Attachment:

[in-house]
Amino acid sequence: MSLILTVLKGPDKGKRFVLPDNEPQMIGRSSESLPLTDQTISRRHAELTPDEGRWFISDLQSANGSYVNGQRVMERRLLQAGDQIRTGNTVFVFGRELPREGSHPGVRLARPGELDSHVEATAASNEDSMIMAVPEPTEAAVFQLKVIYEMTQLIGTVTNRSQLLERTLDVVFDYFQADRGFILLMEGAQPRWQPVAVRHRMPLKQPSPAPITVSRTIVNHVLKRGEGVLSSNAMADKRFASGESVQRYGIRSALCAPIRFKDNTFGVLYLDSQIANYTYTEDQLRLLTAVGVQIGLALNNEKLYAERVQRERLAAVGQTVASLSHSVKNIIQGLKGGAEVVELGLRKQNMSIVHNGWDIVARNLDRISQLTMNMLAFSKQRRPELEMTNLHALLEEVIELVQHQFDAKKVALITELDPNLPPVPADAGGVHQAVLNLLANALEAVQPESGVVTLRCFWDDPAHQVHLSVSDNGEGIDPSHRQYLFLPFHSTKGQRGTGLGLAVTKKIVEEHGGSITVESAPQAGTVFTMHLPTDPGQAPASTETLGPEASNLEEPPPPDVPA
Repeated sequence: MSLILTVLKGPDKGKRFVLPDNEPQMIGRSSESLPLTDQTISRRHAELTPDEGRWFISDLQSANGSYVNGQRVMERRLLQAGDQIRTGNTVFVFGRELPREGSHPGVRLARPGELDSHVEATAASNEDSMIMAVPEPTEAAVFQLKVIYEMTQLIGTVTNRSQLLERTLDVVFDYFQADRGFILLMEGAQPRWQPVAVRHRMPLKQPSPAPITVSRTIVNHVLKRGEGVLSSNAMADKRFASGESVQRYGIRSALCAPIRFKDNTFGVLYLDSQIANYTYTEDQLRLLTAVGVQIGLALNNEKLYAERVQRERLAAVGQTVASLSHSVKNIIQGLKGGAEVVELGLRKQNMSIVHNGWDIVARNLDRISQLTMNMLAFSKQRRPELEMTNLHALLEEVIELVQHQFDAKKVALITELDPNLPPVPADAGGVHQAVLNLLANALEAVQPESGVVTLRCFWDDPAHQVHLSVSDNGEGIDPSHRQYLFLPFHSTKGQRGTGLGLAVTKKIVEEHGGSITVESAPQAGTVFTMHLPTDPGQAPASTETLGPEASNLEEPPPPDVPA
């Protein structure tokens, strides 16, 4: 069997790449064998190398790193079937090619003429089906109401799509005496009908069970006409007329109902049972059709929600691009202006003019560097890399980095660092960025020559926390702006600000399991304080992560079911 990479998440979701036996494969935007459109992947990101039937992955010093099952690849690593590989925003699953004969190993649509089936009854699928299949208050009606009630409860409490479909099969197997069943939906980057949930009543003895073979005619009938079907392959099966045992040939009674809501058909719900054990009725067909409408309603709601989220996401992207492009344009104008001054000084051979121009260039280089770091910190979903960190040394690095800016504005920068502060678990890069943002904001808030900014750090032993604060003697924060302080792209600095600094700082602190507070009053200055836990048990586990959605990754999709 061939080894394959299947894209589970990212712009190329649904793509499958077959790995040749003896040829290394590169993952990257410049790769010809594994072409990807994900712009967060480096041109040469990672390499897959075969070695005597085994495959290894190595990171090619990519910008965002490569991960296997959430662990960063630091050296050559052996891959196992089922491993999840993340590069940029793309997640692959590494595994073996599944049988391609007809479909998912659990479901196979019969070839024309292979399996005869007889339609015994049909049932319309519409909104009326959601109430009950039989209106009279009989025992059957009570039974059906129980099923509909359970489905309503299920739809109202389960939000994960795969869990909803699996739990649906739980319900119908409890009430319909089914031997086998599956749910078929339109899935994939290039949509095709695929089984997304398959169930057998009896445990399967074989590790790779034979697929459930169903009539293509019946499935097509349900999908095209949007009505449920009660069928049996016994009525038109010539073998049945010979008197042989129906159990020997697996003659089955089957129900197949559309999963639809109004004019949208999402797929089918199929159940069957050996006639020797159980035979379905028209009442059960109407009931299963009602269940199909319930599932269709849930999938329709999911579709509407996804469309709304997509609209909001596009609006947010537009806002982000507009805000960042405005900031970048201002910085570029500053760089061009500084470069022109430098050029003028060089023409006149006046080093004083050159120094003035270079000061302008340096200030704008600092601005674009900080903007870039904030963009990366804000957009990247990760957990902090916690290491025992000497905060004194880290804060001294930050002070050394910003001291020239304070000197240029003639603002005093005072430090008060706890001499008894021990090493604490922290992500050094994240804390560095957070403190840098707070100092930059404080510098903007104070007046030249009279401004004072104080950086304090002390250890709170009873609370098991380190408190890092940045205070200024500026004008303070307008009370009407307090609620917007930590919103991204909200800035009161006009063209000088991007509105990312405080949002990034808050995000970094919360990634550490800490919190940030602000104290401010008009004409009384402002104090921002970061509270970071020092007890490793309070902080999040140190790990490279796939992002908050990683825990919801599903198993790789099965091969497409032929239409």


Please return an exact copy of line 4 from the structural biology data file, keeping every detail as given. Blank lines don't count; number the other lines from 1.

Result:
């Protein structure tokens, strides 16, 4: 069997790449064998190398790193079937090619003429089906109401799509005496009908069970006409007329109902049972059709929600691009202006003019560097890399980095660092960025020559926390702006600000399991304080992560079911 990479998440979701036996494969935007459109992947990101039937992955010093099952690849690593590989925003699953004969190993649509089936009854699928299949208050009606009630409860409490479909099969197997069943939906980057949930009543003895073979005619009938079907392959099966045992040939009674809501058909719900054990009725067909409408309603709601989220996401992207492009344009104008001054000084051979121009260039280089770091910190979903960190040394690095800016504005920068502060678990890069943002904001808030900014750090032993604060003697924060302080792209600095600094700082602190507070009053200055836990048990586990959605990754999709 061939080894394959299947894209589970990212712009190329649904793509499958077959790995040749003896040829290394590169993952990257410049790769010809594994072409990807994900712009967060480096041109040469990672390499897959075969070695005597085994495959290894190595990171090619990519910008965002490569991960296997959430662990960063630091050296050559052996891959196992089922491993999840993340590069940029793309997640692959590494595994073996599944049988391609007809479909998912659990479901196979019969070839024309292979399996005869007889339609015994049909049932319309519409909104009326959601109430009950039989209106009279009989025992059957009570039974059906129980099923509909359970489905309503299920739809109202389960939000994960795969869990909803699996739990649906739980319900119908409890009430319909089914031997086998599956749910078929339109899935994939290039949509095709695929089984997304398959169930057998009896445990399967074989590790790779034979697929459930169903009539293509019946499935097509349900999908095209949007009505449920009660069928049996016994009525038109010539073998049945010979008197042989129906159990020997697996003659089955089957129900197949559309999963639809109004004019949208999402797929089918199929159940069957050996006639020797159980035979379905028209009442059960109407009931299963009602269940199909319930599932269709849930999938329709999911579709509407996804469309709304997509609209909001596009609006947010537009806002982000507009805000960042405005900031970048201002910085570029500053760089061009500084470069022109430098050029003028060089023409006149006046080093004083050159120094003035270079000061302008340096200030704008600092601005674009900080903007870039904030963009990366804000957009990247990760957990902090916690290491025992000497905060004194880290804060001294930050002070050394910003001291020239304070000197240029003639603002005093005072430090008060706890001499008894021990090493604490922290992500050094994240804390560095957070403190840098707070100092930059404080510098903007104070007046030249009279401004004072104080950086304090002390250890709170009873609370098991380190408190890092940045205070200024500026004008303070307008009370009407307090609620917007930590919103991204909200800035009161006009063209000088991007509105990312405080949002990034808050995000970094919360990634550490800490919190940030602000104290401010008009004409009384402002104090921002970061509270970071020092007890490793309070902080999040140190790990490279796939992002908050990683825990919801599903198993790789099965091969497409032929239409």